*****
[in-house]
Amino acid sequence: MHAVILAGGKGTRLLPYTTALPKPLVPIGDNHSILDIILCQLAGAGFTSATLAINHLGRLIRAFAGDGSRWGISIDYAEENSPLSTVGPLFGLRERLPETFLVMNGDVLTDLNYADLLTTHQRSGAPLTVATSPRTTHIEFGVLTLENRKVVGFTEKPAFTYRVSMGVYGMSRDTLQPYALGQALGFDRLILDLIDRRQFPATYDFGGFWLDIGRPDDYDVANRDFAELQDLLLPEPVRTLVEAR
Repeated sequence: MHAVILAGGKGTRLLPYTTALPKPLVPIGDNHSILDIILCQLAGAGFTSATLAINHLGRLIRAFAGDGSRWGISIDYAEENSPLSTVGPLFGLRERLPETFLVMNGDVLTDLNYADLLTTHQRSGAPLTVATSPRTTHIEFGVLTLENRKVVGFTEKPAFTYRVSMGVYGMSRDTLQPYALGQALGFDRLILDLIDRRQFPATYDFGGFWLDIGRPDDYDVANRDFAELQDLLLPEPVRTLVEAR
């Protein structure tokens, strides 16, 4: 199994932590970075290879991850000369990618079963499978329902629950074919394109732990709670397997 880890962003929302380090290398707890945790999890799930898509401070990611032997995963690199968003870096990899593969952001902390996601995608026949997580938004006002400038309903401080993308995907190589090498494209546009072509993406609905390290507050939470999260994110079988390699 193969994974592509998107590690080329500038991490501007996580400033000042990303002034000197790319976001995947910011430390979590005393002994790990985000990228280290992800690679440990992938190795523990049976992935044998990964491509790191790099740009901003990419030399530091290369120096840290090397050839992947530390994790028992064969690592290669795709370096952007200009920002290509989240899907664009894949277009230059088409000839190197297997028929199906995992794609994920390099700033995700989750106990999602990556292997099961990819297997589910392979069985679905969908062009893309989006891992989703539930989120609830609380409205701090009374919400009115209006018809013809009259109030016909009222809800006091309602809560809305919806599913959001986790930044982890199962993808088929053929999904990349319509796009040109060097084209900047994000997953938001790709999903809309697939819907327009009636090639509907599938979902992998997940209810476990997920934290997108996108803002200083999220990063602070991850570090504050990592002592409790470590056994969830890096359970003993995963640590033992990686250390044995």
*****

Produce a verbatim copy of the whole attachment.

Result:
[in-house]
Amino acid sequence: MHAVILAGGKGTRLLPYTTALPKPLVPIGDNHSILDIILCQLAGAGFTSATLAINHLGRLIRAFAGDGSRWGISIDYAEENSPLSTVGPLFGLRERLPETFLVMNGDVLTDLNYADLLTTHQRSGAPLTVATSPRTTHIEFGVLTLENRKVVGFTEKPAFTYRVSMGVYGMSRDTLQPYALGQALGFDRLILDLIDRRQFPATYDFGGFWLDIGRPDDYDVANRDFAELQDLLLPEPVRTLVEAR
Repeated sequence: MHAVILAGGKGTRLLPYTTALPKPLVPIGDNHSILDIILCQLAGAGFTSATLAINHLGRLIRAFAGDGSRWGISIDYAEENSPLSTVGPLFGLRERLPETFLVMNGDVLTDLNYADLLTTHQRSGAPLTVATSPRTTHIEFGVLTLENRKVVGFTEKPAFTYRVSMGVYGMSRDTLQPYALGQALGFDRLILDLIDRRQFPATYDFGGFWLDIGRPDDYDVANRDFAELQDLLLPEPVRTLVEAR
């Protein structure tokens, strides 16, 4: 199994932590970075290879991850000369990618079963499978329902629950074919394109732990709670397997 880890962003929302380090290398707890945790999890799930898509401070990611032997995963690199968003870096990899593969952001902390996601995608026949997580938004006002400038309903401080993308995907190589090498494209546009072509993406609905390290507050939470999260994110079988390699 193969994974592509998107590690080329500038991490501007996580400033000042990303002034000197790319976001995947910011430390979590005393002994790990985000990228280290992800690679440990992938190795523990049976992935044998990964491509790191790099740009901003990419030399530091290369120096840290090397050839992947530390994790028992064969690592290669795709370096952007200009920002290509989240899907664009894949277009230059088409000839190197297997028929199906995992794609994920390099700033995700989750106990999602990556292997099961990819297997589910392979069985679905969908062009893309989006891992989703539930989120609830609380409205701090009374919400009115209006018809013809009259109030016909009222809800006091309602809560809305919806599913959001986790930044982890199962993808088929053929999904990349319509796009040109060097084209900047994000997953938001790709999903809309697939819907327009009636090639509907599938979902992998997940209810476990997920934290997108996108803002200083999220990063602070991850570090504050990592002592409790470590056994969830890096359970003993995963640590033992990686250390044995």